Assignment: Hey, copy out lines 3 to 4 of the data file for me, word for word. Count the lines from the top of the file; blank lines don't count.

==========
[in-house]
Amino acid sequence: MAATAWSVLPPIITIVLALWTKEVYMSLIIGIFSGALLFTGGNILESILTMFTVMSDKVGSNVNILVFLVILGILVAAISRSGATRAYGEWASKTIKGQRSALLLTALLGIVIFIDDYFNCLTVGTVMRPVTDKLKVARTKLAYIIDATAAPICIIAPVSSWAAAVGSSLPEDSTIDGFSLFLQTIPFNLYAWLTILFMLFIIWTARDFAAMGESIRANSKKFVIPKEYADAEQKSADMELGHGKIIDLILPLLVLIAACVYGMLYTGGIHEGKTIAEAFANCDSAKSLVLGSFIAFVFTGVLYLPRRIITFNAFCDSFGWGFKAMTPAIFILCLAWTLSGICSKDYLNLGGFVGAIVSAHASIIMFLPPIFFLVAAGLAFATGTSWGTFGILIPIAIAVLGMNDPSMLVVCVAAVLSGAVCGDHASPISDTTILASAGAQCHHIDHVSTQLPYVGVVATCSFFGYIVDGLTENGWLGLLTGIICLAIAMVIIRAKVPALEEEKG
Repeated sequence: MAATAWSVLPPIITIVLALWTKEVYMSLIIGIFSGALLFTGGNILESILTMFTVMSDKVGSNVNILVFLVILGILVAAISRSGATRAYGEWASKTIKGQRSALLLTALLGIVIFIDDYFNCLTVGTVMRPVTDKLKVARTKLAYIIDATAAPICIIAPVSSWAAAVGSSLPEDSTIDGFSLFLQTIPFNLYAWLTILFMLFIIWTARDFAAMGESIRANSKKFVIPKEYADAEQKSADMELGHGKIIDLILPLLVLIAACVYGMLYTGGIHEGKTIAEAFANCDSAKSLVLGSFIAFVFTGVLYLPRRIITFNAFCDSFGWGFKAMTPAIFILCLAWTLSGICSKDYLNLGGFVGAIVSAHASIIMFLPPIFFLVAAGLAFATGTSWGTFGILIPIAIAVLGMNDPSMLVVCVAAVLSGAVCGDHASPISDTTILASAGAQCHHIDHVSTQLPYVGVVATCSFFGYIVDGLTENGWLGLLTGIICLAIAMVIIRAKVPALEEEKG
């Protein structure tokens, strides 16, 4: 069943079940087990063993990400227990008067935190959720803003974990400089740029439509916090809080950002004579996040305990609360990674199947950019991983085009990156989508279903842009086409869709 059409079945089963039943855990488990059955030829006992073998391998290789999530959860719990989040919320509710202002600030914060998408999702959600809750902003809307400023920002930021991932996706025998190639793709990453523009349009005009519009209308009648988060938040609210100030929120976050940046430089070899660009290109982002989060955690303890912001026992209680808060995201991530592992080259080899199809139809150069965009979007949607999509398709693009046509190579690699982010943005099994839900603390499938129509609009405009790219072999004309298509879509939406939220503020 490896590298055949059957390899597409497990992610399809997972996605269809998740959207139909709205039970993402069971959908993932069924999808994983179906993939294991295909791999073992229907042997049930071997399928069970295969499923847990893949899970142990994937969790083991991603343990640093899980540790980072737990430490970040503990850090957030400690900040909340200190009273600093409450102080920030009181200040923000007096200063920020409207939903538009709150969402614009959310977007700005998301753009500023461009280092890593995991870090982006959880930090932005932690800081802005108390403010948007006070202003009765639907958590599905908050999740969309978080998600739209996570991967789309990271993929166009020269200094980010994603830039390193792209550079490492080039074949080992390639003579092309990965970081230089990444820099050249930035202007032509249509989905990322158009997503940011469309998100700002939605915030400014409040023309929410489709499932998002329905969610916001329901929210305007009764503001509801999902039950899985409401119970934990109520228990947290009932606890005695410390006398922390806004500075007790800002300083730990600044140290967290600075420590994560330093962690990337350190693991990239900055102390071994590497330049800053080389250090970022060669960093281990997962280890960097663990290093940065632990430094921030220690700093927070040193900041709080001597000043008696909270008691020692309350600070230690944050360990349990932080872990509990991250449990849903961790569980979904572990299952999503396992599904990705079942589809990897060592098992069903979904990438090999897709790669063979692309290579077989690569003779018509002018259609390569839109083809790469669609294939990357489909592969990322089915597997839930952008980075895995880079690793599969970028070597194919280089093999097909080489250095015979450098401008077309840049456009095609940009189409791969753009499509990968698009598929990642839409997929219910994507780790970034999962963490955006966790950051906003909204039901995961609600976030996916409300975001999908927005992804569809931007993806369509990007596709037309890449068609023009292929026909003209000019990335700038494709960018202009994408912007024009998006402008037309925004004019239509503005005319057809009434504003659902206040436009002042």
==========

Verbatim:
Repeated sequence: MAATAWSVLPPIITIVLALWTKEVYMSLIIGIFSGALLFTGGNILESILTMFTVMSDKVGSNVNILVFLVILGILVAAISRSGATRAYGEWASKTIKGQRSALLLTALLGIVIFIDDYFNCLTVGTVMRPVTDKLKVARTKLAYIIDATAAPICIIAPVSSWAAAVGSSLPEDSTIDGFSLFLQTIPFNLYAWLTILFMLFIIWTARDFAAMGESIRANSKKFVIPKEYADAEQKSADMELGHGKIIDLILPLLVLIAACVYGMLYTGGIHEGKTIAEAFANCDSAKSLVLGSFIAFVFTGVLYLPRRIITFNAFCDSFGWGFKAMTPAIFILCLAWTLSGICSKDYLNLGGFVGAIVSAHASIIMFLPPIFFLVAAGLAFATGTSWGTFGILIPIAIAVLGMNDPSMLVVCVAAVLSGAVCGDHASPISDTTILASAGAQCHHIDHVSTQLPYVGVVATCSFFGYIVDGLTENGWLGLLTGIICLAIAMVIIRAKVPALEEEKG
């Protein structure tokens, strides 16, 4: 069943079940087990063993990400227990008067935190959720803003974990400089740029439509916090809080950002004579996040305990609360990674199947950019991983085009990156989508279903842009086409869709 059409079945089963039943855990488990059955030829006992073998391998290789999530959860719990989040919320509710202002600030914060998408999702959600809750902003809307400023920002930021991932996706025998190639793709990453523009349009005009519009209308009648988060938040609210100030929120976050940046430089070899660009290109982002989060955690303890912001026992209680808060995201991530592992080259080899199809139809150069965009979007949607999509398709693009046509190579690699982010943005099994839900603390499938129509609009405009790219072999004309298509879509939406939220503020 490896590298055949059957390899597409497990992610399809997972996605269809998740959207139909709205039970993402069971959908993932069924999808994983179906993939294991295909791999073992229907042997049930071997399928069970295969499923847990893949899970142990994937969790083991991603343990640093899980540790980072737990430490970040503990850090957030400690900040909340200190009273600093409450102080920030009181200040923000007096200063920020409207939903538009709150969402614009959310977007700005998301753009500023461009280092890593995991870090982006959880930090932005932690800081802005108390403010948007006070202003009765639907958590599905908050999740969309978080998600739209996570991967789309990271993929166009020269200094980010994603830039390193792209550079490492080039074949080992390639003579092309990965970081230089990444820099050249930035202007032509249509989905990322158009997503940011469309998100700002939605915030400014409040023309929410489709499932998002329905969610916001329901929210305007009764503001509801999902039950899985409401119970934990109520228990947290009932606890005695410390006398922390806004500075007790800002300083730990600044140290967290600075420590994560330093962690990337350190693991990239900055102390071994590497330049800053080389250090970022060669960093281990997962280890960097663990290093940065632990430094921030220690700093927070040193900041709080001597000043008696909270008691020692309350600070230690944050360990349990932080872990509990991250449990849903961790569980979904572990299952999503396992599904990705079942589809990897060592098992069903979904990438090999897709790669063979692309290579077989690569003779018509002018259609390569839109083809790469669609294939990357489909592969990322089915597997839930952008980075895995880079690793599969970028070597194919280089093999097909080489250095015979450098401008077309840049456009095609940009189409791969753009499509990968698009598929990642839409997929219910994507780790970034999962963490955006966790950051906003909204039901995961609600976030996916409300975001999908927005992804569809931007993806369509990007596709037309890449068609023009292929026909003209000019990335700038494709960018202009994408912007024009998006402008037309925004004019239509503005005319057809009434504003659902206040436009002042």